Focus of this production is, quite simply, to honour those who lost their lives while depicting the behind the scenes wheeler-dealing and obstinacy that resulted in such tragically large numbers of young men losing their lives.
In other words: War is a dirty business.
Runs until Saturday, November 15th, at Chapter Arts Centre, Cardiff.
Prince Edward Theatre London
In the heart of the West End, the Prince Edward Theatre transported us deep into the depths of the Vietnam War. A remarkable and detailed set, Miss Saigon was full of oriental decoration and this vast stage contained so much detail to help us feel as if we had come off the wet streets of winter London and into the slowly destructive slums and alleys during this time of conflict.
It can be argued that a production must firstly rely on its actors performance and not trust that set, lighting and sound must take a centre stage. However, this was different for this show. These elements only enhanced the performance on stage and created phenomenal and easily changing locations, at times it was difficult to comprehend how so much was possible on stage. For example, the piece de resistance of the production for me was the projection of a helicopter coming to land; air conditioning was switched on for a gust across the audience to really feel this and suddenly, a huge functioning helicopter appeared on stage. Gobsmacked is a severe understatement!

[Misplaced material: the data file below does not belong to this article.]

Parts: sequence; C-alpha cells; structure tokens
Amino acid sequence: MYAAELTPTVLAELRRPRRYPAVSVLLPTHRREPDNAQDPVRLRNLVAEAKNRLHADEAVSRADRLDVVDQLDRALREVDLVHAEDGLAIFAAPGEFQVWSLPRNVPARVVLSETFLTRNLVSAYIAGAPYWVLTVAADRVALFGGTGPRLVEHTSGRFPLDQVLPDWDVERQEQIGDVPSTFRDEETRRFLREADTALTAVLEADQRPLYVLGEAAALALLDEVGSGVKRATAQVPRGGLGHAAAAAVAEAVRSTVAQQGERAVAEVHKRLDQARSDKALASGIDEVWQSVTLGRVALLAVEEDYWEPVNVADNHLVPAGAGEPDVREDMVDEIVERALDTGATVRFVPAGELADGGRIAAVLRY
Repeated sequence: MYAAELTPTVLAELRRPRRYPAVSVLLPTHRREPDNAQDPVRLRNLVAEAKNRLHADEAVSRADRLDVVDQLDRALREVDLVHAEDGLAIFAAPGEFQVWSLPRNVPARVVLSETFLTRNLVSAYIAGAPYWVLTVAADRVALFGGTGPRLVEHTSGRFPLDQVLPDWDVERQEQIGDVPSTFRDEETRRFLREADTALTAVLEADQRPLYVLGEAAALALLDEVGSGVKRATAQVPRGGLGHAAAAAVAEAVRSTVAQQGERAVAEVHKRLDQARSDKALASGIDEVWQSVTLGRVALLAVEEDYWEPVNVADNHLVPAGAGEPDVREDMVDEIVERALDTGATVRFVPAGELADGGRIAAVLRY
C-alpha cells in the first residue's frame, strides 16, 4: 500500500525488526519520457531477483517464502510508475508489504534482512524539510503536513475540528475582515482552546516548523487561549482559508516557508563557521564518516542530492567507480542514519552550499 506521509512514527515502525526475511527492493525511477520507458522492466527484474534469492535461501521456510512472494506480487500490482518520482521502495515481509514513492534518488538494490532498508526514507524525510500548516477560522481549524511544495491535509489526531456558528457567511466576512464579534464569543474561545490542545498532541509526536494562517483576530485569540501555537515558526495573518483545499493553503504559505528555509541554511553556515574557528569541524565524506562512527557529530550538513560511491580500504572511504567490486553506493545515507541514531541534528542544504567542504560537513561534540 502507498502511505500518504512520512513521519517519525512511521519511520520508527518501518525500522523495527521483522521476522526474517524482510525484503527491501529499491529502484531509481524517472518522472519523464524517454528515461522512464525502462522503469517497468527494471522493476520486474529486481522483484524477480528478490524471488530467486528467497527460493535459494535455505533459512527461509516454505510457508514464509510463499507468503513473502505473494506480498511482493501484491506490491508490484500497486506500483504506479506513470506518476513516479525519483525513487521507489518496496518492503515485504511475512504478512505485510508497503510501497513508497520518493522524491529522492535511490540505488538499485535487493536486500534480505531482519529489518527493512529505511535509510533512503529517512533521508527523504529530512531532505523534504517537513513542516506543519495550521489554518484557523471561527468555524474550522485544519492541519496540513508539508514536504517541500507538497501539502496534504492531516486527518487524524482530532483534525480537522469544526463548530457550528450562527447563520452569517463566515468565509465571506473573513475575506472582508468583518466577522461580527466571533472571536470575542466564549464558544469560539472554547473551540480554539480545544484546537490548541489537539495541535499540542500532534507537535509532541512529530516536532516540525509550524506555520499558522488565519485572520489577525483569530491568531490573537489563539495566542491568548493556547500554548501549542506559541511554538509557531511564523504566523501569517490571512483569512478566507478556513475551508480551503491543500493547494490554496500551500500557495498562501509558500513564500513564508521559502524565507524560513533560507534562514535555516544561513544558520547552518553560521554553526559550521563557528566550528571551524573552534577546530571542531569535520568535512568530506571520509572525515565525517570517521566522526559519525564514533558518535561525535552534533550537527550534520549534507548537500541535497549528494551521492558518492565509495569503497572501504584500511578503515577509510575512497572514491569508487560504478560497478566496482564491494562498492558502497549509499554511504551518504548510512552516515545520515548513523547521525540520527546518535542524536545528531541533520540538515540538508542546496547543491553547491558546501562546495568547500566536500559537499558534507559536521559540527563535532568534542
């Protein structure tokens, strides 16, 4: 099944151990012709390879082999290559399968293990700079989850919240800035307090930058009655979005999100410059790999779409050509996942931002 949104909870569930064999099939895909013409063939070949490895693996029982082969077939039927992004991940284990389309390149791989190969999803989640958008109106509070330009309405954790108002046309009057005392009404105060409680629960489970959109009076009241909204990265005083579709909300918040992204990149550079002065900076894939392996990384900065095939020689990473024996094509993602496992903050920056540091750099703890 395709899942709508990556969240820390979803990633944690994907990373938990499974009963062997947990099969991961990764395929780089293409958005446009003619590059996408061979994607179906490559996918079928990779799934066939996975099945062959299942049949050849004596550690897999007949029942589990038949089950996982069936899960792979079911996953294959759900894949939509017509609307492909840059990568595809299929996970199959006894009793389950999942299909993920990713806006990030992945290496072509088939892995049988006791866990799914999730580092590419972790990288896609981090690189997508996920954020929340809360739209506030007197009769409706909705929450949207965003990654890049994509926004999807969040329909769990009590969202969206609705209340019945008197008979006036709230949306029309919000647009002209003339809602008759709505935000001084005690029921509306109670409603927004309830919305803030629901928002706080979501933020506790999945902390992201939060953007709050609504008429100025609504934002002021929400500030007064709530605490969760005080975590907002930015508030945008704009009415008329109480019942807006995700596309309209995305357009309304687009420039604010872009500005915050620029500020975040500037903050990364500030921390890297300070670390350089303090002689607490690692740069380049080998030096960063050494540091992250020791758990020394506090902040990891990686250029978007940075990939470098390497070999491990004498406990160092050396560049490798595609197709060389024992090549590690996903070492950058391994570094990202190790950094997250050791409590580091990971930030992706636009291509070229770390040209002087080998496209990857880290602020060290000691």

This tragic tale of a love story between a Vietnamese girl and an American Soldier and how the war tore them apart contained so many amazing characters. These main character easily professed the sheer Hollywood true love that we only wish to experience; their performances pulling heart-strings of the most cold. Along with the Engineer; a money hungry ‘pimp’ who continues to play a sidekick part in the life of these two star crossed lovers, manages to bring not only a slimy and seedy character that we would expect from such a profession, but also provided much humour – a wonderful way to break the intensity of the heart breaking storyline.